Municipalities are public corporations created by the legislature for political purposes, with political powers, to be exercised for purposes related to the public good, in the administration of civil government[i]. Municipalities are instruments of government subject at all times to the control of the legislature with respect to their duration, powers, rights, and property[ii].
It is a basic principle of law of municipal corporations that such corporations possess and can legally exercise only such powers that are expressly granted[iii]. Generally, municipalities possess only such powers conferred upon them by the legislature. It is well settled that municipal corporations have no inherent powers and can exercise only those powers which were expressly granted to them by a statute[iv].
In Osceola v. Whistle, 241 Ark. 604 (Ark. 1966), the court observed that a municipal corporation possesses and can exercise the following powers: First, those granted in express words; second, those necessarily or fairly implied in or incident to the powers expressly granted; third, those essential to the accomplishment of the declared objects and purposes of the corporation.
Generally, a state legislature cannot delegate to municipalities its power to enact laws of a general nature. However, the authority of a state to regulate under federal statutes includes the authority to delegate the enactment of local regulations to local authorities. It is to be noted that the legislature may delegate to municipal corporations the power to adopt and enforce particular ordinances, even though general statutes exist relating to the same subjects. A municipal corporation may exercise police power on municipal concerns which are also proper for state legislation[v]. Therefore, a state legislature can delegate its power to a municipal corporation for municipal purposes, to be exercised within the municipal limits, police power, the power of taxation, and the power of eminent domain.
Generally, the powers delegated to municipal corporations are strictly construed. However, the rule of strict construction cannot be used to defeat the purpose for which the power is granted, and a liberal construction of a corporate power will be adopted to fulfill the intention of the legislature. Similarly, the rule of strict construction will not apply to the mode adopted by the municipality to carry into effect powers granted, if the mode is not limited or prescribed by the legislature, and is left to the discretion of the municipal authorities[vi].
It is to be noted that a municipality cannot transfer control of its governmental functions to another entity, if there is no specific constitutional authorization. In Belleview v. Belleview Fire Fighters, 367 So. 2d 1086 (Fla. Dist. Ct. App. 1st Dist. 1979), the court observed that a municipality cannot contract away the exercise of its police powers.
Municipal corporations exist and act in a dual capacity as:
- Public or governmental,
- Private or proprietary.
In its public or governmental capacity, a municipal corporation acts as the agent of the state for the benefit and welfare of the state as a whole. However, when it acts for the peculiar and special advantage of its inhabitants, rather than for the good of the state at large, the city acts in a private or proprietary capacity[vii].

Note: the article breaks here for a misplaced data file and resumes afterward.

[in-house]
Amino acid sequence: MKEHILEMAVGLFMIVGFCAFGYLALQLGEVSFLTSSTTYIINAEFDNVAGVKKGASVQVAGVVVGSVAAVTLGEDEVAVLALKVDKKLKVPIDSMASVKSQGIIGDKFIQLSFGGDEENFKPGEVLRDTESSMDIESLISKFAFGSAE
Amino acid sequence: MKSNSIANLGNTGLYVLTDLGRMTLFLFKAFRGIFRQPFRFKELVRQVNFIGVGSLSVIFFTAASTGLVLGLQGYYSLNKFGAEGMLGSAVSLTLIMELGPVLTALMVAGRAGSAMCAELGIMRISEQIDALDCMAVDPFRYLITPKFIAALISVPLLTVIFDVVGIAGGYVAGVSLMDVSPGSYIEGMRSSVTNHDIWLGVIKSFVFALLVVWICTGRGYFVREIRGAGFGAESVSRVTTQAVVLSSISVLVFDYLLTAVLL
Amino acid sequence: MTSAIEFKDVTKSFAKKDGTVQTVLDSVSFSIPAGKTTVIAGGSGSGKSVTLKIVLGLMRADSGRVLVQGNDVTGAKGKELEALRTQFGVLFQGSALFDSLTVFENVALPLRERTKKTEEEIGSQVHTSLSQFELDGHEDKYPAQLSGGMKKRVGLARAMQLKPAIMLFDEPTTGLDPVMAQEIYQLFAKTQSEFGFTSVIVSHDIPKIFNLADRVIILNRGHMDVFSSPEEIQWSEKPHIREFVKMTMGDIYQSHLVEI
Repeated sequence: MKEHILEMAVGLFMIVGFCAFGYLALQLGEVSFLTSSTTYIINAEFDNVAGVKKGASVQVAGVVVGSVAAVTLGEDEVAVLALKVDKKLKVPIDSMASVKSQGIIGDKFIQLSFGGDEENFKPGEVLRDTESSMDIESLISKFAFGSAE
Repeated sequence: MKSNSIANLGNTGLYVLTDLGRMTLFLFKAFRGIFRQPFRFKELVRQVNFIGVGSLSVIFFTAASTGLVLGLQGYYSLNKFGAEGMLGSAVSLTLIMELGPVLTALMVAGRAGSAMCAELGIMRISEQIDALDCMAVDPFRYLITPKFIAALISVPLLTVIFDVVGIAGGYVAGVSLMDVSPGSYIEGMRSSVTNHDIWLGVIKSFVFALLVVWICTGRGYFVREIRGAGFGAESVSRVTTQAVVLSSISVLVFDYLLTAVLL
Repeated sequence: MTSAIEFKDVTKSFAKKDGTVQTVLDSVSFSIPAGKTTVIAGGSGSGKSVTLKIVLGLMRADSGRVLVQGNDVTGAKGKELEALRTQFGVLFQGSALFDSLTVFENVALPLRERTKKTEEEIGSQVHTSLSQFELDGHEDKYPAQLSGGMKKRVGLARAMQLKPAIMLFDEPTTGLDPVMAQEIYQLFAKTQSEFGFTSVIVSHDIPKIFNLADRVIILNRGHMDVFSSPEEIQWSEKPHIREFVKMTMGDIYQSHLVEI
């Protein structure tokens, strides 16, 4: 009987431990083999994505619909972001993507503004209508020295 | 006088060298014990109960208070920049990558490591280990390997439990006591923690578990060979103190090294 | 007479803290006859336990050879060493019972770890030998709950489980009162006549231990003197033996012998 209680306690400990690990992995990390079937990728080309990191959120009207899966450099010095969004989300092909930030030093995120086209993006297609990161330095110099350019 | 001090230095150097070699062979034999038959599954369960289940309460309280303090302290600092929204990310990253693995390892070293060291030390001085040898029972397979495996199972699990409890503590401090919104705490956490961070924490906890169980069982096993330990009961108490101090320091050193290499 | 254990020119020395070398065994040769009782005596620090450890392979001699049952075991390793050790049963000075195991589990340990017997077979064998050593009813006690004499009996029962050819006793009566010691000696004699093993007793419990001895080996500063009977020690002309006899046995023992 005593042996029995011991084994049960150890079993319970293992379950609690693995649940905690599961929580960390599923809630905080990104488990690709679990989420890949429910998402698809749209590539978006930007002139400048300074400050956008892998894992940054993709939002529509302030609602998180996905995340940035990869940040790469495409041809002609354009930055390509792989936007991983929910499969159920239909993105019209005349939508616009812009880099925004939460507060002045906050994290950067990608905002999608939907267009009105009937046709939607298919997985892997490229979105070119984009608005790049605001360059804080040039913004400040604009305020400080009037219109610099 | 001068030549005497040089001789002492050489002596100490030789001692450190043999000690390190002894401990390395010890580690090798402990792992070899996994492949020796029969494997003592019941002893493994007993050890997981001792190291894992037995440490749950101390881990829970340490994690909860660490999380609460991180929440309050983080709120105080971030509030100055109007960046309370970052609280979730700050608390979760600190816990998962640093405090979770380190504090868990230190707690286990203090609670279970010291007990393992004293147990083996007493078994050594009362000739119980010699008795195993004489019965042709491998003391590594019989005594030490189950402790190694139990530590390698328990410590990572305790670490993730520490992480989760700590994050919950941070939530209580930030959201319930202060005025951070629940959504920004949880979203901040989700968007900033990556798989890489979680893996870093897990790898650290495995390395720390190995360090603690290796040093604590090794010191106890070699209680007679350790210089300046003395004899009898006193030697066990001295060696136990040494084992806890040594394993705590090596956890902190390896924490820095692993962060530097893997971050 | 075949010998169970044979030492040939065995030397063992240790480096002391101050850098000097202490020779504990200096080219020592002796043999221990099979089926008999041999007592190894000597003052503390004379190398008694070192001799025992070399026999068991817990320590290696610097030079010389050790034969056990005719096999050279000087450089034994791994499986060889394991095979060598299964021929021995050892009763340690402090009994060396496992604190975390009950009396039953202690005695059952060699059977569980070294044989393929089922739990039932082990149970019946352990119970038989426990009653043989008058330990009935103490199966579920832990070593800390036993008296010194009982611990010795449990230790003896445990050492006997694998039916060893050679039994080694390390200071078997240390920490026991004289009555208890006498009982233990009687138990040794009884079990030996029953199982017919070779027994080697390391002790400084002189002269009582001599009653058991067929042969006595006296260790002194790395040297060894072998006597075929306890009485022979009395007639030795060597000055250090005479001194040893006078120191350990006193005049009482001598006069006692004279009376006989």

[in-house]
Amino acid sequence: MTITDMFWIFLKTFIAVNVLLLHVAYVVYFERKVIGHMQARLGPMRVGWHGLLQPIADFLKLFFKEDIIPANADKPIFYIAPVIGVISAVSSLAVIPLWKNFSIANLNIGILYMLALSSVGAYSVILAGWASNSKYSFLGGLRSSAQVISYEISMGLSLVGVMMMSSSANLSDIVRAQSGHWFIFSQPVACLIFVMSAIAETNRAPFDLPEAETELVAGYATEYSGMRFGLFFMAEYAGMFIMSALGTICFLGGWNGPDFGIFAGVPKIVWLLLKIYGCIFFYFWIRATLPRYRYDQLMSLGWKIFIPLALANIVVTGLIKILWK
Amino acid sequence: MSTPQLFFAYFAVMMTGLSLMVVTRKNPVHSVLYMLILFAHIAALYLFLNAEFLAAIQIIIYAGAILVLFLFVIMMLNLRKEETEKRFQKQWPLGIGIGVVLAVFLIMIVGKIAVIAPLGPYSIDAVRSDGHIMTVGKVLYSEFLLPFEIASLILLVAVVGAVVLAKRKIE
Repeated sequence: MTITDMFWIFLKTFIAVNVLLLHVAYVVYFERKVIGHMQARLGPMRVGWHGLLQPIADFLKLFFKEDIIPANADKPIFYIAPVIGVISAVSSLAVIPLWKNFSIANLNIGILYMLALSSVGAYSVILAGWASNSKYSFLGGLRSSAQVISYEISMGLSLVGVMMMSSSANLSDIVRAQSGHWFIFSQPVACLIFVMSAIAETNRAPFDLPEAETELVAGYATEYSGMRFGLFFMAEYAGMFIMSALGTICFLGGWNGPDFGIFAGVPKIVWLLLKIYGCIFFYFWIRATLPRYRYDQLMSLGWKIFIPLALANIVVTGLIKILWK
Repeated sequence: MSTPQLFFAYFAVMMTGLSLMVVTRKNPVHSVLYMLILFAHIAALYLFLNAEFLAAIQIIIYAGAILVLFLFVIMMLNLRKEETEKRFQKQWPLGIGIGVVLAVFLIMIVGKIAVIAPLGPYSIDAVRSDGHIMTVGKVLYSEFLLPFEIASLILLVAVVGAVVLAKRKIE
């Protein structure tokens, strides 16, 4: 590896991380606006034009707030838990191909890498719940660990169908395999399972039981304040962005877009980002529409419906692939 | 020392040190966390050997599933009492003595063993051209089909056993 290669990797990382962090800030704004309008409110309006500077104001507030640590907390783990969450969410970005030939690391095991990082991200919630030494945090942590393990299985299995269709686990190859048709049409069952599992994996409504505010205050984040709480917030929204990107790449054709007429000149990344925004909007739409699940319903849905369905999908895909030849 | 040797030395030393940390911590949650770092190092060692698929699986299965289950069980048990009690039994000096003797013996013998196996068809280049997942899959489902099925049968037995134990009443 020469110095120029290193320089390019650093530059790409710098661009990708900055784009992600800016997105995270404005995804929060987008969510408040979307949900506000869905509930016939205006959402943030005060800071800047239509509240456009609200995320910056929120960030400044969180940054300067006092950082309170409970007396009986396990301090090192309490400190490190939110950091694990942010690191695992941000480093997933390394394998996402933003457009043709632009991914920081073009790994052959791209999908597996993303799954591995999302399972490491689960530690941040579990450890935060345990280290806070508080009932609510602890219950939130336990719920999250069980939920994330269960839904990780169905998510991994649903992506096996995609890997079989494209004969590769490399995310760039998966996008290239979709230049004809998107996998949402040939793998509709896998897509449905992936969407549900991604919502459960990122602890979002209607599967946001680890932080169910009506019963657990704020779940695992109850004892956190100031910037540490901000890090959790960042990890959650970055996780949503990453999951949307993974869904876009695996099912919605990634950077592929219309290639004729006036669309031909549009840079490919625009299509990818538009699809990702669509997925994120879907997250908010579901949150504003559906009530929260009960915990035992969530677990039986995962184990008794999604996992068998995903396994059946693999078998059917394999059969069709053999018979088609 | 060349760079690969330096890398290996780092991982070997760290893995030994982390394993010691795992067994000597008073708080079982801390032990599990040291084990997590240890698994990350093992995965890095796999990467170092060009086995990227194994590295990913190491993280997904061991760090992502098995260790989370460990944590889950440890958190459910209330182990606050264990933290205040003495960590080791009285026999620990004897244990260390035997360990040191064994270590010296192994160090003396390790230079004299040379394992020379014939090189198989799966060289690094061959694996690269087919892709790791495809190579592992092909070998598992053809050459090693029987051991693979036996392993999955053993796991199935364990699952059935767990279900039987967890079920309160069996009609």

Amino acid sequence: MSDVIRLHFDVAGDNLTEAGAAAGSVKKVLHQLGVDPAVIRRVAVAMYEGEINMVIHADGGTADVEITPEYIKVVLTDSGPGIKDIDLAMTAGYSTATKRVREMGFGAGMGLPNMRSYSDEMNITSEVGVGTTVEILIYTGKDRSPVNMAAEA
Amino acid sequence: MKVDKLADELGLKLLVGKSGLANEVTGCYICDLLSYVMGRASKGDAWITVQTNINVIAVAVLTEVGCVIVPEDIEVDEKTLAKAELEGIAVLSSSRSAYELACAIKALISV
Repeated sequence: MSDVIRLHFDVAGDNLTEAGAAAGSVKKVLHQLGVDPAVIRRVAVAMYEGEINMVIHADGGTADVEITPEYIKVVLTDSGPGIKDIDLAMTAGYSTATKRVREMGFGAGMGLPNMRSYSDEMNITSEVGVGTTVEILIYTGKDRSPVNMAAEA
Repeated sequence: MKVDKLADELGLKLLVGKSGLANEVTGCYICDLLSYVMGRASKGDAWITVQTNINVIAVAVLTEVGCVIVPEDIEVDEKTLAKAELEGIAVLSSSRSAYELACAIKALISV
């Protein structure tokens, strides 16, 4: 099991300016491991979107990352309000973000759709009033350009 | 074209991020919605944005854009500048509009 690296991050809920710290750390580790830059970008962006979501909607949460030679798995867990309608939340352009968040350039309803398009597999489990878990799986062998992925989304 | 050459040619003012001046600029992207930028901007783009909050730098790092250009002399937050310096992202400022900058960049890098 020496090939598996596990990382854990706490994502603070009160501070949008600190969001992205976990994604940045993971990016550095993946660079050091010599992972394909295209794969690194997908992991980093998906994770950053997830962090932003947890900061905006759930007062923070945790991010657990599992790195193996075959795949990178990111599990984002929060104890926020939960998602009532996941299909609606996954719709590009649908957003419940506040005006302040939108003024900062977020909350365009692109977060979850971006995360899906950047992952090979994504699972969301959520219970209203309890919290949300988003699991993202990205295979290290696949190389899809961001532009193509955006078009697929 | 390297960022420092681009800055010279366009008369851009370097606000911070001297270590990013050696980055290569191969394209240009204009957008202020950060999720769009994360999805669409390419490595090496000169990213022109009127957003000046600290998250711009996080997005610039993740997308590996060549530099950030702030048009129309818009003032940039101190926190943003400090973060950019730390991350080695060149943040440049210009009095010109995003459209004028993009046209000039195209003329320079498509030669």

Thus, municipal corporations possess a dual capacity. In a public capacity, they exercise the right arising from sovereignty, and while in performance of related duties, their acts are political and governmental. Whereas in a private capacity, the municipalities exercise a private, proprietary or corporate right, arising from their existence as legal persons and not as public agencies. Their officers and agents in the performance of such functions act on behalf of the municipality in their corporate or individual capacity, and not for the state or sovereign power[viii].
It is to be noted that a municipality has the power to create and maintain parks and to construct public buildings[ix]. The powers of a municipal corporation are not limited to providing for police, pavements, water, light, sewers, docks and markets. Rather, it is held that a municipality may minister to the comfort and health of its citizens, and may educate, instruct, please and amuse its inhabitants[x]. The municipal corporations may use public money for statues, parks, scenic roads, and other public improvements that promote the general welfare by providing for clean air or recreation. The money can also be used for educating the public, or by inspiring sentiments of patriotism, or of respect for the memory of worthy individuals. Generally, anything calculated to promote the education, recreation, and pleasure of the public is included within the legitimate domain of public purposes[xi].
[i] River Walk Apts., LLC v. Twigg, 396 Md. 527 (Md. 2007).
[iii] Chesapeake & Potomac Tel. Co. v. Morgantown, 143 W. Va. 800 (W. Va. 1958).
[iv] City of Cave Springs v. City of Rogers, 343 Ark. 652 (Ark. 2001).
[v] Davis v. Denver, 140 Colo. 30 (Colo. 1959).
[vi] Pioneer Real Estate Co. v. Portland, 119 Ore. 1 (Or. 1926).
[vii] Department of Treasury v. Evansville, 223 Ind. 435 (Ind. 1945).
[viii] Taylor V. State, 663 N.E.2d 213 (Ind. Ct. App. 1996).
[ix] Meyer v. Cleveland, 35 Ohio App. 20 (Ohio Ct. App., Cuyahoga County 1930).
[xi] Green v. Thomas, 37 Ohio App. 489 (Ohio Ct. App., Franklin County 1930).